screengrab dr Wen
Dr. Leana Wen fears US is not going to reach herd immunity
03:38 - Source: CNN

Editor’s Note: Annika Olson is the assistant director of policy research at the Institute for Urban Policy Research and Analysis at the University of Texas at Austin and a Public Voices Fellow of The OpEd Project. The opinions expressed in this commentary are solely her own. View more opinion articles on CNN.

CNN  — 

I am a healthy 26-year-old who has already received two doses of the Moderna Covid-19 vaccine. I felt it was important for me to get the shot – not only would it powerfully build up my immunity to the novel coronavirus, but it would also help protect those around me.

Annika Olson

However, for a lot of my peers, it seems like the vaccine is a serious afterthought. A lot of young people I’ve talked to do not want to deal with the side effects of the vaccine, like fatigue or chills, while others want to just “wait a while and see” if they really need it. A few people have told me that they are worried about the vaccine hurting their fertility, a concern I see abundantly online.

An April Quinnipiac University poll found that 36% of younger Americans – under the age of 35 – don’t plan to get vaccinated. That’s significantly more than 27% of the overall population and just 10% of older folks who do not want to get a shot.

I understand that there are fears and hesitations about the vaccine, but those who are hesitant need to check their facts. The side effects of the shot are minimal and temporary (yes, I did get super tired after my second vaccine and took a bunch of naps, but I hardly missed any work). I know muscle aches and a fever might be a deterrent, but it means the vaccine is doing its job. Additionally, the Johnson & Johnson blood-clot side effect that led to much concern over the vaccine’s safety is incredibly rare – there are only 15 known cases in 8 million people (that would come out to 15 people in, say, all of New York City, if everyone in the city got the vaccine).

A Behavioral Scientist article published in January sums it up well: “Vaccines protect us from infection by stimulating the creation of antibodies to a specific germ. Side effects like fever, chills, fatigue, and muscle pain are a sign of reactogenicity – that is, a physical manifestation of a successful immune response.”

And there is no evidence that the vaccine might hurt your fertility, let’s debunk that right now. I have talked with my friends who are doctors, sifted through Google Scholar articles, and browsed tweets from scientists, and found that the concept of vaccine impeding fertility is nothing more than a myth.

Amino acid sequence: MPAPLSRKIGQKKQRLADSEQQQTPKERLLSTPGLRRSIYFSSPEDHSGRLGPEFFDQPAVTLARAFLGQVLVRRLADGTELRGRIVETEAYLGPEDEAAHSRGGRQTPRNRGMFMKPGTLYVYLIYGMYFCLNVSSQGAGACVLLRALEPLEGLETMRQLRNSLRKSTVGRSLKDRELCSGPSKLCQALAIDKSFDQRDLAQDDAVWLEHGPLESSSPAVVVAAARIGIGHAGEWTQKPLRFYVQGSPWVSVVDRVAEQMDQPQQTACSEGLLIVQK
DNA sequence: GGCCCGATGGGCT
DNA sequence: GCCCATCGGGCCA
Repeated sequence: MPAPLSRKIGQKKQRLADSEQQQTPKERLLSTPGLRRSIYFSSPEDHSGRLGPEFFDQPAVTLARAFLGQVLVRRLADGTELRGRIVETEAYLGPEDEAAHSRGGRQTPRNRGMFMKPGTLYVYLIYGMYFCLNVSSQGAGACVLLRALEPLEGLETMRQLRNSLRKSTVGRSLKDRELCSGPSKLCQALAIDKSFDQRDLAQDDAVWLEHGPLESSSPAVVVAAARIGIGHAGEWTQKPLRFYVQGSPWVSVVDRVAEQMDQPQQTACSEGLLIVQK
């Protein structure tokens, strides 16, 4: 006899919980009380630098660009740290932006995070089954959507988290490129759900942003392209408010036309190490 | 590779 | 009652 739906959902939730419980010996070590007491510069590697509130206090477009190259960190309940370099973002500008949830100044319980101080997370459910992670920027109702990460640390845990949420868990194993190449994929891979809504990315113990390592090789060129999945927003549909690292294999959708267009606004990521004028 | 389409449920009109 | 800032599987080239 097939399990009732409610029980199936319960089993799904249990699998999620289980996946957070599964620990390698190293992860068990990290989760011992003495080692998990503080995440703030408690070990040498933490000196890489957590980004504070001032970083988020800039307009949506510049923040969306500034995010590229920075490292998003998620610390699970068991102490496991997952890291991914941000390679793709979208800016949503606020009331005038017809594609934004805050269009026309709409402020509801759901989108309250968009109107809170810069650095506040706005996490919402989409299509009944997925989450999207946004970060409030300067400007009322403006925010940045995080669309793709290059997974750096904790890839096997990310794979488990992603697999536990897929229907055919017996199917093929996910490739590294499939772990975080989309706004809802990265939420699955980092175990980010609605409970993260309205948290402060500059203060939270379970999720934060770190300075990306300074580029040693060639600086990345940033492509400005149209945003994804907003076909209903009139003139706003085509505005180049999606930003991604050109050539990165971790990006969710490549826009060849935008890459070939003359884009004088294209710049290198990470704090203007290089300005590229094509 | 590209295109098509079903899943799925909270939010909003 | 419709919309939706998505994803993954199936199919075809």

What there is evidence for is that the vaccines are extremely effective against Covid-19. Clinical trials found the Moderna and Pfizer vaccines to be between 94% to 95% effective at preventing Covid-19 infections. The Johnson & Johnson vaccine’s prevention rate was found to be 66% and none of those who got sick at least four weeks after the shot needed hospitalization. In other words, the odds are you are not going to get sick from Covid-19 if you are fully immunized. Additionally, if you do get a vaccination and still get sick, you most likely will not get seriously ill or die from the disease. Pretty sweet deal, right?

It is equally important to note that we young people are a critical population that should be getting vaccinated to prevent prolonging this pandemic. We are far more likely to spend time in social settings with lots of people, going to bars and restaurants, dancing, etc., especially now that the country has started to relax its curfews and restrictions. If the vaccines are highly effective, and young people aren’t getting it, then we will keep spreading Covid-19 amongst ourselves, like we have seen in Michigan where young adults fueled the latest spike in Covid-19 cases.

Is that where we want to be after everything we’ve been through the past year? I don’t think so.

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    You want to stay healthy, I want to stay healthy, we want our communities safe, and we want to finally get to buy tickets to movies and concerts. To do so, we need to get these vaccinations in our arms. Research shows that they work and side effects are annoying but very minimal.

    So go ahead, snap that selfie with a band-aid on your arm to show that you have gotten the vaccine and know that you’ve done good both for yourself and everyone else. Or, if TikTok is your thing, make a fun video after you’ve gotten your shot or create a hilarious explainer video about why vaccines are the best. We can do this, fam.

    CORRECTION: An earlier version incorrectly described data about the effectiveness of the Johnson & Johnson vaccine in preventing hospitalization of Covid-19 patients.